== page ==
• Movie Theatre Sign: Patient can endorse pain after prolonged periods of sitting, for example in a movie theatre
  • Physical Exam: Physical Exam Knee
    • Swelling over the tendon may or may not be present
    • Tenderness the inferior patella pole, along the tendon or at the tibial insertion
    • Pain with resisted extension of the knee or with maximal stretching of the quadriceps
  • Special Tests
    • Bassets Sign: Tenderness of inferior patellar pole in extension but not in flexion




  • Ultrasound can be used to evaluate tendon integrity
  • Findings
    • Hyppoechoic areas
    • Thickened tendon
    • Neovascularization (chronic)


  • Indications
    • Chronic cases
    • Surgical planning
  • Findings
    • Tendon thickening
    • Increased signal on T1, T2
    • Sometimes loss of posterior border of fat pad


Blazina Classification System

  • Phase I: pain after activity only
  • Phase II: pain during and after activity
  • Phase III: persistent pain with or without activities, deterioration of performance



  • General
    • Temporary discontinuation of offending sport
    • Relative rest
    • Ice Therapy
    • Avoid complete immobilization to prevent atrophy
  • Oral Medications[13]
  • Topical Nitroglycerin
    • No significant difference between topical NO and placebo + eccentric training at 24 weeks, with both groups showing improvement[15]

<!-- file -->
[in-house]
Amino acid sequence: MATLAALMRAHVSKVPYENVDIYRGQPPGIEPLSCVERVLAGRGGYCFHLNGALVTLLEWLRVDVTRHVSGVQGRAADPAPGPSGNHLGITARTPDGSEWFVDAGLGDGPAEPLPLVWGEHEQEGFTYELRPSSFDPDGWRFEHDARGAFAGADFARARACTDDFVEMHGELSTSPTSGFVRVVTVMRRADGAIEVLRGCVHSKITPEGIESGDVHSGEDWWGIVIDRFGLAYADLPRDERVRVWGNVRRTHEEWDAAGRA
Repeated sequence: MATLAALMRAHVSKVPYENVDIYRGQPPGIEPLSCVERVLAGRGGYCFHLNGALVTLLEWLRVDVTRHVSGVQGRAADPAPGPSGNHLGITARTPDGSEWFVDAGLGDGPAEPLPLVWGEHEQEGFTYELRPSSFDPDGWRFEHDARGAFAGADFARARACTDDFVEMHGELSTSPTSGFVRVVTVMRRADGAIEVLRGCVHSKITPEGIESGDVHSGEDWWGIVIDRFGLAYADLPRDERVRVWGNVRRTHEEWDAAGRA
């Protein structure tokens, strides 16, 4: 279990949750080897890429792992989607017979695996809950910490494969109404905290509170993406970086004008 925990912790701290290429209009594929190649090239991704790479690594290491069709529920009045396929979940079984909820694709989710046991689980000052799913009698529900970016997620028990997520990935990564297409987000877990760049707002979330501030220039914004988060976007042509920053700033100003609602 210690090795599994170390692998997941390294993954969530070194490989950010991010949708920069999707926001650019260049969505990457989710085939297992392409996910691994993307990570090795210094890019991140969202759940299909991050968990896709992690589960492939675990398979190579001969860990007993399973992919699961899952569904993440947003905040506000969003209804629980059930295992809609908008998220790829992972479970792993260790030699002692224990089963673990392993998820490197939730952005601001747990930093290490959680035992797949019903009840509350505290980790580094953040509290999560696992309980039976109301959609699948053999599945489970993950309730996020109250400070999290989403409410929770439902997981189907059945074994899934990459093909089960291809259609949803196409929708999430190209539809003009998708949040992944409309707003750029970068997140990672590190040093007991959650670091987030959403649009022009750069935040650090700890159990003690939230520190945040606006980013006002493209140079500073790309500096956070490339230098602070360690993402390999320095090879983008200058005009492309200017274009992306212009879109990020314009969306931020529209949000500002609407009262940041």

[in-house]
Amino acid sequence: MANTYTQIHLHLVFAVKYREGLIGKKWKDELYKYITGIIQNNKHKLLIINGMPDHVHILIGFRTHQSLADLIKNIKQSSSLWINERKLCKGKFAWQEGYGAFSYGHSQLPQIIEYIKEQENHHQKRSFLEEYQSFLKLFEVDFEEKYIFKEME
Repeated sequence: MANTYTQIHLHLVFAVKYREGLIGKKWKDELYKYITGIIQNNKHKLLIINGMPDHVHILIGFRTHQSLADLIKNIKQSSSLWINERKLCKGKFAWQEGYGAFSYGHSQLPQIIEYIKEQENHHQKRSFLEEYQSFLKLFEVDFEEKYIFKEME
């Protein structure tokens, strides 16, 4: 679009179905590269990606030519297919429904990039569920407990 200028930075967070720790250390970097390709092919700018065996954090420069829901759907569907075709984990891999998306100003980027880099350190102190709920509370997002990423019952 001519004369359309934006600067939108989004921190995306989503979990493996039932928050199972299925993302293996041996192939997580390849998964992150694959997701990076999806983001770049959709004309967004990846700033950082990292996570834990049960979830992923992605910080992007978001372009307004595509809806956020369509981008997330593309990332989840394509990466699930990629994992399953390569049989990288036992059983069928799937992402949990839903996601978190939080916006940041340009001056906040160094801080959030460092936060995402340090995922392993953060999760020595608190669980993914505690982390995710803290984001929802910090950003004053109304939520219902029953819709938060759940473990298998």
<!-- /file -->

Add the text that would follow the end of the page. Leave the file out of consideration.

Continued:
• Physical Therapy
    • Avoidance of jumping activities with stretching after physical activity may help in early disease[16]
    • Individuals performing eccentric exercises improved significantly compared with those undergoing a concentric exercise program[17]
    • RCT: Progressive tendon-loading exercises (PTLE) resulted in a significantly better clinical outcome after 24 weeks than eccentric exercise therapy (EET)[18]
  • Consider Patellar Counterforce Strap
    • May decrease patellar tendon strain by altering angle between patella and patella tendon[19]
    • Overall evidence is weakly favorable[20]
    • There are no high quality level 1 studies
  • Corticosteroid Injection
    • Not generally recommended due to risk of rupture
    • Under ultrasound guidance, some benefit over placebo at 4 weeks for pressure, walking pain[21]
    • At 6 months, was inferior to eccentric training and heavy slow resistance training[22]
  • Aprotinin Injection
    • When compared to corticosteroids and placebo, aprotinin had 72% good/excellent results compared with 59% in the CSI group and 28% in the placebo group[23]
    • High risk of side effects including anaphylaxis, bovine spongiform encephalopathy
  • Sclerosing Injection